Getting a new dog big decision that will bring about significant changes to your lifestyle. That’s why it’s worth planning for the costs of a four-legged friend, so you can adequately give them the care they need. Here is a guide on how to budget for getting a new dog.
Remember, being financially secure will allow you to invest in your dog’s health and happiness in the long run. So consider the initial and ongoing costs before you make your final decision.
Rescue shelters or breeders?
Whether you choose to adopt your new four-legged friend from a rescue group or from a responsible, reputable breeder, it’s important you consider that each option will require some different costs.
Many animal rights advocates nominate rescue groups as the best places to find a new pet. While these groups do great work, not all of them have the resources available to provide a uniform service for all animals across the board. Speak to your local rescue group and find out how much they can do for the dogs in their care as this will affect your budget.
When it comes to breeders, there have certainly been a few bad grapes in the bunch when it comes to the treatment of the animals in their care. That’s why it’s important to conduct diligent research when looking into breeders. There are plenty of breeders who go above and beyond to take good care of their dogs.
Owner and managing director of Banksia Park Puppies, Matt Hams, believes buying from a certified breeder allows for certainty when it comes to the puppy’s health, temperament, and behavior. Speaking to Dogs Life, Hams says “Ethical breeders perform tests on their dogs, such as DNA testing, X-rays of the hips or elbows for dysplasia-affected breeds and progeny tracking.”
Before taking a dog home, there are a few things to consider. Firstly, you should do your research on what type of dog is right for your family, and whether or not you’re going to bring a puppy into the family. Often, adult dogs are better for young families, as puppies sometimes like playing rough with small children. And even if they’ve come from another family, they’ll be just as willing to forge new bonds with new owners.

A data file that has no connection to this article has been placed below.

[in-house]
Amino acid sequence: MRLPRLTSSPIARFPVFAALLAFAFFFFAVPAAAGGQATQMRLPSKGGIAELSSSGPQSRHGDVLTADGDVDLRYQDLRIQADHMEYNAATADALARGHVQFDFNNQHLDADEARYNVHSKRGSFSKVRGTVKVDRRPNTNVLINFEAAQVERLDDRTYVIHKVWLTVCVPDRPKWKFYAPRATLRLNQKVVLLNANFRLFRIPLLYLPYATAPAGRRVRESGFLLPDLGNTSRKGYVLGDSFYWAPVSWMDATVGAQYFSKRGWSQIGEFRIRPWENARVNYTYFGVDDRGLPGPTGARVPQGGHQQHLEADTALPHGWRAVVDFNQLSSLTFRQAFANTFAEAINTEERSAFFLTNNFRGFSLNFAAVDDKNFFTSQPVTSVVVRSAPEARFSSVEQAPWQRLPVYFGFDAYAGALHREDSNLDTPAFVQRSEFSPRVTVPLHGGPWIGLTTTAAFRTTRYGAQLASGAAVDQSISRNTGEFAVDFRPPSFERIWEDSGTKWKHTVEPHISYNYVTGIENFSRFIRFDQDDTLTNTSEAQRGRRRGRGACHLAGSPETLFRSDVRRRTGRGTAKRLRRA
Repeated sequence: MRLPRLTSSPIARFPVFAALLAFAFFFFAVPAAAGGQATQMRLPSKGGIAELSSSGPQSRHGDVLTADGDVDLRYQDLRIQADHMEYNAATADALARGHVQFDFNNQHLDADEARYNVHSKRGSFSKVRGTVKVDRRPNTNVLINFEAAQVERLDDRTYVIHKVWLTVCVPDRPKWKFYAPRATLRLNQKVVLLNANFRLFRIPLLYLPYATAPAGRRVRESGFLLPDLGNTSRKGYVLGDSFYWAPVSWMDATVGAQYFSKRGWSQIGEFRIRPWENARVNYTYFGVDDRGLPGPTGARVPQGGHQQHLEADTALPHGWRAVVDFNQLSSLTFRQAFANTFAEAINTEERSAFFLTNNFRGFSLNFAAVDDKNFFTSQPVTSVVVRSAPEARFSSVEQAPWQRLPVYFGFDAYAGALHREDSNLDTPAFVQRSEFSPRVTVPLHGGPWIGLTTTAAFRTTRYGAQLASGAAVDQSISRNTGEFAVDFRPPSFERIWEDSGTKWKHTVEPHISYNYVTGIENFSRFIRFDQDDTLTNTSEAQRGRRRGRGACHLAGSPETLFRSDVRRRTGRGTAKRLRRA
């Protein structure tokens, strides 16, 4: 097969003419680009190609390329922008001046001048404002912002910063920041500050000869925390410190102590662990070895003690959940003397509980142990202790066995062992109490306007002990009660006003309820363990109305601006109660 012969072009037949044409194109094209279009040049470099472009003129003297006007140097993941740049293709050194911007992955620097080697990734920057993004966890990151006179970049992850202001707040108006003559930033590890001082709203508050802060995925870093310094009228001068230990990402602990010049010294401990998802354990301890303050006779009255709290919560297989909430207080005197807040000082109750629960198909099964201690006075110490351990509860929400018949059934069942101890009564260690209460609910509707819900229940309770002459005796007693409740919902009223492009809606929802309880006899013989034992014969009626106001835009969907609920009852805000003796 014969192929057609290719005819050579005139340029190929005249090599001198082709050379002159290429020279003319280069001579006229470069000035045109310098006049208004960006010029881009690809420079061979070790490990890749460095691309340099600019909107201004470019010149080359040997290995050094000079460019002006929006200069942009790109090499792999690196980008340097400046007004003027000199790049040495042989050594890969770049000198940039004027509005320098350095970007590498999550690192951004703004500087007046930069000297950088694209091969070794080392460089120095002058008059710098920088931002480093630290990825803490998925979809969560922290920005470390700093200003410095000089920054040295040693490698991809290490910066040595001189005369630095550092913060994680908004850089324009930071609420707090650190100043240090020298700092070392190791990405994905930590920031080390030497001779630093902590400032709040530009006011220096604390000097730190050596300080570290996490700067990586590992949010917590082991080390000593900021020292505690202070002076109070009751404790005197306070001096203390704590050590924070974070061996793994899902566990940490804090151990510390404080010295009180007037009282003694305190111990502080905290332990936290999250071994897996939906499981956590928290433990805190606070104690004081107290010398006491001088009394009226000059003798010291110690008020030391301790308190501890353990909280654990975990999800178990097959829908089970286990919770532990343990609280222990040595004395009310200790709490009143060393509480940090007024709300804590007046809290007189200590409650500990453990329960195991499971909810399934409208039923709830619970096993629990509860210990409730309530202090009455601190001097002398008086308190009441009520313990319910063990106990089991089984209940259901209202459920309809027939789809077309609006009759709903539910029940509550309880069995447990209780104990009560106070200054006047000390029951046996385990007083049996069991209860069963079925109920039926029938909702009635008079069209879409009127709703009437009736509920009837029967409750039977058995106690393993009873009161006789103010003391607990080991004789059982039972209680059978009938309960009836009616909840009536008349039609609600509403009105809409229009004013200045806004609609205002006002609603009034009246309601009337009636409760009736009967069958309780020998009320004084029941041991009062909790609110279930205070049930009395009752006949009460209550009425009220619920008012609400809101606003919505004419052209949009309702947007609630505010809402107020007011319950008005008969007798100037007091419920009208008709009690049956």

How much will a dog cost me?
Data from Finder reveals that owning a dog for 10 years will accrue an average cost of $16,500. This includes ongoing annual costs such as:
- Food: $800 to $1,000
- Toys and treats (including dental treats): $250 and above
- Regular worm and flea treatment: $120
- Annual health check-up: $90
- Grooming: $70 to $90
On top of this, the average cost of yearly pet insurance for dogs is $293 according to 2016 data collected by Animal Medicines Australia. The bottom line is, owning a dog is a financial commitment, so it’s best to be prepared—for their sake and yours.
Other factors to consider
Depending on the breed and personality, puppy training can cost around $170, although there are some councils and vet services that will offer free lessons. Just keep in mind that adopting a rescue-dog can sometimes add a few more levels of difficulty with training, so it might be worth spending more money for behavioral training.
How much you pay depends entirely on the service and how much training your dog needs, but it can be anywhere between $200-$300 per session. In some cases, you might need to pay for psychological medication, particularly if your rescue dogs are anxious or traumatized in some way.
You also need to consider other health issues that may arise such as otitis externa, which is the most cited claim for pet insurance, followed by skin conditions and arthritis. Different dogs can be susceptible to different conditions, so do your research first.
Give your dog the support they deserve
Dog ownership is hugely rewarding. It can help you lead healthier and happier lives through companionship, security, exercise, and social opportunities. Having a dog in the family can also teach your children invaluable lessons in responsibility, routine, and empathy.
However, in addition to the initial cost of adopting a dog, there is a range of ongoing costs to consider. Most importantly, you should be financially prepared to give your dog the support they deserve. That’s why you’ll need to do your research and understand which breed is best for your lifestyle.
Luke Fitzpatrick is an academic speaker at Sydney University via Glecture. He enjoys writing about tech, productivity, lifestyle, and is a contributor to Forbes.